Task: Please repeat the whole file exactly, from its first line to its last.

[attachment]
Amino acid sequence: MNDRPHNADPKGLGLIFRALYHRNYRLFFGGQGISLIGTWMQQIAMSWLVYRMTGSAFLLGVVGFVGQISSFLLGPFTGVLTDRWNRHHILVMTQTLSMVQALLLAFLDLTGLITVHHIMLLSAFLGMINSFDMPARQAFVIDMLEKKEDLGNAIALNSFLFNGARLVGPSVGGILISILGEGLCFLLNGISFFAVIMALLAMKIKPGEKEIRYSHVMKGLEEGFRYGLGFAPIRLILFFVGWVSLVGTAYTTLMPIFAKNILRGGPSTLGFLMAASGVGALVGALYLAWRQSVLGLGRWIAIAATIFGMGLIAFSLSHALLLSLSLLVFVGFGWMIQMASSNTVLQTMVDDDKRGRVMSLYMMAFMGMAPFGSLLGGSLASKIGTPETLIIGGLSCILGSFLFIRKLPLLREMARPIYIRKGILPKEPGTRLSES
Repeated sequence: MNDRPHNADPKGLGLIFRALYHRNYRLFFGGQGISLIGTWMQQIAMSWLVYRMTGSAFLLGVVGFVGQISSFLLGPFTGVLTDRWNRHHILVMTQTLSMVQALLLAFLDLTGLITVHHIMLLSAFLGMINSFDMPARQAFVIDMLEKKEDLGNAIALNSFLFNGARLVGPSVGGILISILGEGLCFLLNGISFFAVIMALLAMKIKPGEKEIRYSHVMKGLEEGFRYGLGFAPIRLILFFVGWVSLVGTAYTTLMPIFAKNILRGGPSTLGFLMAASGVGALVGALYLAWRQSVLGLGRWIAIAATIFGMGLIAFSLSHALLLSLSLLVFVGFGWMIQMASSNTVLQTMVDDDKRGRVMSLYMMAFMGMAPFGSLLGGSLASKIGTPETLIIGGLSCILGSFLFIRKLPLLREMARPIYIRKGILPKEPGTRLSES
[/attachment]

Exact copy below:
Amino acid sequence: MNDRPHNADPKGLGLIFRALYHRNYRLFFGGQGISLIGTWMQQIAMSWLVYRMTGSAFLLGVVGFVGQISSFLLGPFTGVLTDRWNRHHILVMTQTLSMVQALLLAFLDLTGLITVHHIMLLSAFLGMINSFDMPARQAFVIDMLEKKEDLGNAIALNSFLFNGARLVGPSVGGILISILGEGLCFLLNGISFFAVIMALLAMKIKPGEKEIRYSHVMKGLEEGFRYGLGFAPIRLILFFVGWVSLVGTAYTTLMPIFAKNILRGGPSTLGFLMAASGVGALVGALYLAWRQSVLGLGRWIAIAATIFGMGLIAFSLSHALLLSLSLLVFVGFGWMIQMASSNTVLQTMVDDDKRGRVMSLYMMAFMGMAPFGSLLGGSLASKIGTPETLIIGGLSCILGSFLFIRKLPLLREMARPIYIRKGILPKEPGTRLSES
Repeated sequence: MNDRPHNADPKGLGLIFRALYHRNYRLFFGGQGISLIGTWMQQIAMSWLVYRMTGSAFLLGVVGFVGQISSFLLGPFTGVLTDRWNRHHILVMTQTLSMVQALLLAFLDLTGLITVHHIMLLSAFLGMINSFDMPARQAFVIDMLEKKEDLGNAIALNSFLFNGARLVGPSVGGILISILGEGLCFLLNGISFFAVIMALLAMKIKPGEKEIRYSHVMKGLEEGFRYGLGFAPIRLILFFVGWVSLVGTAYTTLMPIFAKNILRGGPSTLGFLMAASGVGALVGALYLAWRQSVLGLGRWIAIAATIFGMGLIAFSLSHALLLSLSLLVFVGFGWMIQMASSNTVLQTMVDDDKRGRVMSLYMMAFMGMAPFGSLLGGSLASKIGTPETLIIGGLSCILGSFLFIRKLPLLREMARPIYIRKGILPKEPGTRLSES